Coronavirus: Nicotine patches to be tested on patients after study suggests smokers less likely to catch COVID-19

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Coronavirus: Nicotine patches to be tested on patients after study suggests smokers less likely to catch COVID-19
Scientists said smoking is still harmful and warned people not to start
Scientists said smoking is still harmful and warned people not to start

(SKY NEWS) – Nicotine patches are to be tested on coronavirus patients and healthcare workers treating infected people after initial studies suggested smokers were less likely to catch the disease.

Researchers in France say early data indicates those who smoke make up a disproportionately small number of people in hospital with COVID-19.

A study at Paris’s Pitie-Salpetriere hospital suggests a substance in tobacco, thought to be nicotine, was preventing smokers contracting coronavirus.

Those leading the study stressed they did not advise people to start smoking, with scientists pointing out it kills half of those who do so regularly – claiming around 75,000 deaths each year in France.

But they say they want to learn more after questioning 480 patients who tested positive for the virus. A total of 350 had to be treated in hospital while the rest with less serious symptoms were sent home.

Of those needing hospital treatment, whose median age was 65, just 4.4% were regular smokers. Only 5.3% of those allowed home – who had a median age of 44 – 5.3% reported they smoked.

The researchers said that according to the latest official statistics in France, smokers make up 30% of those aged 45-54, and 8.8% of women and 11.3% of men aged 65-75.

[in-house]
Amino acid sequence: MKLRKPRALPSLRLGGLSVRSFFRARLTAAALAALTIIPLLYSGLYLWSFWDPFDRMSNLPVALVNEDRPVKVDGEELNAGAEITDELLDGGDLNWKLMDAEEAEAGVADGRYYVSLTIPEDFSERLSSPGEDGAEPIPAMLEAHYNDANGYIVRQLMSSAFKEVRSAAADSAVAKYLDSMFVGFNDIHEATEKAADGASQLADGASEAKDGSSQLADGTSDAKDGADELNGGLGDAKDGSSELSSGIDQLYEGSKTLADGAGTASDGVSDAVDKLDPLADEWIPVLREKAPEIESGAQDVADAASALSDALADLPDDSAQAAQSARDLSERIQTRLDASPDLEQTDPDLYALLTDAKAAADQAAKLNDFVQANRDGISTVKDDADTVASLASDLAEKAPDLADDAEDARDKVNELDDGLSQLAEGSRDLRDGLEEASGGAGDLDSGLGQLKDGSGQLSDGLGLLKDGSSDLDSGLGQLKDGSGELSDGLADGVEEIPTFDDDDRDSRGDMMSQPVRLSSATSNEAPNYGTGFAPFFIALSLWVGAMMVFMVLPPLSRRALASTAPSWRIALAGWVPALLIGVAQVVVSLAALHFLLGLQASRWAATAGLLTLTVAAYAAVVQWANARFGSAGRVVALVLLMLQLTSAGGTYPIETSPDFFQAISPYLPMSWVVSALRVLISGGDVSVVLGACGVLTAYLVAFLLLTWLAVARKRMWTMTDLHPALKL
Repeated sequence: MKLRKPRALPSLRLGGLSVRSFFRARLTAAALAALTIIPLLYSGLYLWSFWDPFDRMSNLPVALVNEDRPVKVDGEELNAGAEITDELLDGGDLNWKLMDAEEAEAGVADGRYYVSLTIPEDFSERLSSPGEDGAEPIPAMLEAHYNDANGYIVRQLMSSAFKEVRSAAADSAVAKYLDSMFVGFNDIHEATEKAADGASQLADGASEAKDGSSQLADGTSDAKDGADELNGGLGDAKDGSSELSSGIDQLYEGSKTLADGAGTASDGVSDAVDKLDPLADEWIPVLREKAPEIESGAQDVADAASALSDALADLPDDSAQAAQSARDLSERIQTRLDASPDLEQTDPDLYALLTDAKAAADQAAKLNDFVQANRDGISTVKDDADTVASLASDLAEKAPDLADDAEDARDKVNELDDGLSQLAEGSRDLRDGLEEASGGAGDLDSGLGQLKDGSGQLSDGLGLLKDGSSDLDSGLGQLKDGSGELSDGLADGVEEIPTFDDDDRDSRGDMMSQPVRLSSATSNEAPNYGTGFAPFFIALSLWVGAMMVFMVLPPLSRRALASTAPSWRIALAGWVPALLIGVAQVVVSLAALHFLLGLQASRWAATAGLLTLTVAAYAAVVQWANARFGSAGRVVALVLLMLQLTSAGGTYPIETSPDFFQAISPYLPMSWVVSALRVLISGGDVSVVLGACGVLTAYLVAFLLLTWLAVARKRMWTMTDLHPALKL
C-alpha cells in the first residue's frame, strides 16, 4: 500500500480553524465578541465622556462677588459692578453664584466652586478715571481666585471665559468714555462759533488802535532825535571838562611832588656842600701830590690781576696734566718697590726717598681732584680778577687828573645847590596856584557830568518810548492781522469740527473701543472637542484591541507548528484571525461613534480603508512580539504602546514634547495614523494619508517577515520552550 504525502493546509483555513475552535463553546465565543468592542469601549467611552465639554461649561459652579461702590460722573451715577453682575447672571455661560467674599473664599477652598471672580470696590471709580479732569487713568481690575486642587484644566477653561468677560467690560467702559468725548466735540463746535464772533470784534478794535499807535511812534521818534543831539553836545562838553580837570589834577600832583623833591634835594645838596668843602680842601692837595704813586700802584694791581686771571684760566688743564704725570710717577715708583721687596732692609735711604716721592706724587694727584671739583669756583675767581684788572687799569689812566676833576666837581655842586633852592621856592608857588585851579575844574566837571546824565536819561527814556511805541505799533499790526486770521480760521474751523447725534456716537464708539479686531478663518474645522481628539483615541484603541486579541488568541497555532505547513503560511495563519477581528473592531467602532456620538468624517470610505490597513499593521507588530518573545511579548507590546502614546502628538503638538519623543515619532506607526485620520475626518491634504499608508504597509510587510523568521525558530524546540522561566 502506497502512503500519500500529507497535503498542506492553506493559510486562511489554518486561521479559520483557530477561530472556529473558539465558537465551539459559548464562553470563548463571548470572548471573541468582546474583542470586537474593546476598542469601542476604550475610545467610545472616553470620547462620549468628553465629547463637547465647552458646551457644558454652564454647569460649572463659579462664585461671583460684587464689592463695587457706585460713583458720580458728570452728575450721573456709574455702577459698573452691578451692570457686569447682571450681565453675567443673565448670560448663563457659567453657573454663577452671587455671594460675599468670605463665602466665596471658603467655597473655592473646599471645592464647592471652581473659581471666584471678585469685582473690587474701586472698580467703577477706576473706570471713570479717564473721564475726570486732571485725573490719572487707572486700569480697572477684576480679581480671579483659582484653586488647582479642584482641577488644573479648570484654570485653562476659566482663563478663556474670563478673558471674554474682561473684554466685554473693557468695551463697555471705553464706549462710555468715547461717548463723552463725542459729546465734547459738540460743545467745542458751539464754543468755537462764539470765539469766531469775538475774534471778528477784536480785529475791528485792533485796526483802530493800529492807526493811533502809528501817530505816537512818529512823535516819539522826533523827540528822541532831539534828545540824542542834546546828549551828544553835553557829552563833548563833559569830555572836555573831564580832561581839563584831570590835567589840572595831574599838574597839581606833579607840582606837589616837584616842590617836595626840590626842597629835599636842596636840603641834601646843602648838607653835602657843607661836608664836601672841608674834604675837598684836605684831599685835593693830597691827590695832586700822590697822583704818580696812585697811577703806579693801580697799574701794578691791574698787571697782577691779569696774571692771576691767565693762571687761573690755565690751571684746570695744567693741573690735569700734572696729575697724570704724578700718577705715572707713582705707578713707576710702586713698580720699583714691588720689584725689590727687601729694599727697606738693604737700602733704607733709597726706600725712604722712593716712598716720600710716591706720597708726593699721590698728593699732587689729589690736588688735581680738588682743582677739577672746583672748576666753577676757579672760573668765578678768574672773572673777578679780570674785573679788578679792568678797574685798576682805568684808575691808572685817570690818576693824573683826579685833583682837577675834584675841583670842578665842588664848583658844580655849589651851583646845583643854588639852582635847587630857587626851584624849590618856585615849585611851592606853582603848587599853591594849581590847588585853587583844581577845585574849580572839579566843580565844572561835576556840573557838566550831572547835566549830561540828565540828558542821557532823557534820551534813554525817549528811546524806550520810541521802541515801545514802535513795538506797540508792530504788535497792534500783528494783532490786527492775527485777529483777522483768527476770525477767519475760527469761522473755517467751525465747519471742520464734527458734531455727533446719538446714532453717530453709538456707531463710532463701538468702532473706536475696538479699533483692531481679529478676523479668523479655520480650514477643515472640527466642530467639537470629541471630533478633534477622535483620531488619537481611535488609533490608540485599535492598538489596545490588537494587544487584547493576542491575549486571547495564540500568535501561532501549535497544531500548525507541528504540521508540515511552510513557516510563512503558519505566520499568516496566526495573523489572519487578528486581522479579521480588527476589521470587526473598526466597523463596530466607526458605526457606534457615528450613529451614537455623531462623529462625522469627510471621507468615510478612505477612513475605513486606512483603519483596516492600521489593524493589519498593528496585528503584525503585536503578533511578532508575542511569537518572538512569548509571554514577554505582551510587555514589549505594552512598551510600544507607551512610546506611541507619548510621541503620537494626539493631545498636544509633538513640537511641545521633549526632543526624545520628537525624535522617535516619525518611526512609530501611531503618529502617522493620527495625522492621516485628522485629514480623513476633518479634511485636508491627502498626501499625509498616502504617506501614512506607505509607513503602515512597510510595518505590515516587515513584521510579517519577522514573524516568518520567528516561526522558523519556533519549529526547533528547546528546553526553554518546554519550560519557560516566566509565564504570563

The authors write: “Our cross-sectional study strongly suggests that daily smokers have a much lower probability of developing symptomatic or severe SARS-CoV-2 infection compared to the general population.

“The effect is significant, it divides the risk by five for ambulatory patients and by four for hospitalised patients. You rarely see that in medicine.”

Eminent neurobiologist Jean-Pierre Changeux, who has reviewed the work, speculated that nicotine could protect against the virus by preventing it reaching the body’s cells.

It is also thought that nicotine could prevent the immune system going into overdrive due to the infection, as has been seen among some of the worst-affected cases.

Epidemiologist Florence Tubach, co-author of the study, cautioned: “Based on these results, however robust they may be, we must not conclude that there is a protective effect of tobacco smoke, which contains many toxic agents.

“Only nicotine or other modulators of the nicotinic receptor could have a protective effect and I maintain the conditional because our work remains observational.”

The next phase of the research will go ahead after the trials have been approved by France’s ministry of health.

Figures from hospitals in Paris show that of around 11,000 patients treat in hospital for COVID-19, 8.5% were smokers.

Official data indicates 25.4% of French people smoke.

It follows a study of more than 1,000 infected people in China, which found the proportion of smokers was 12.6% – compared to 28% across the country’s adult population.

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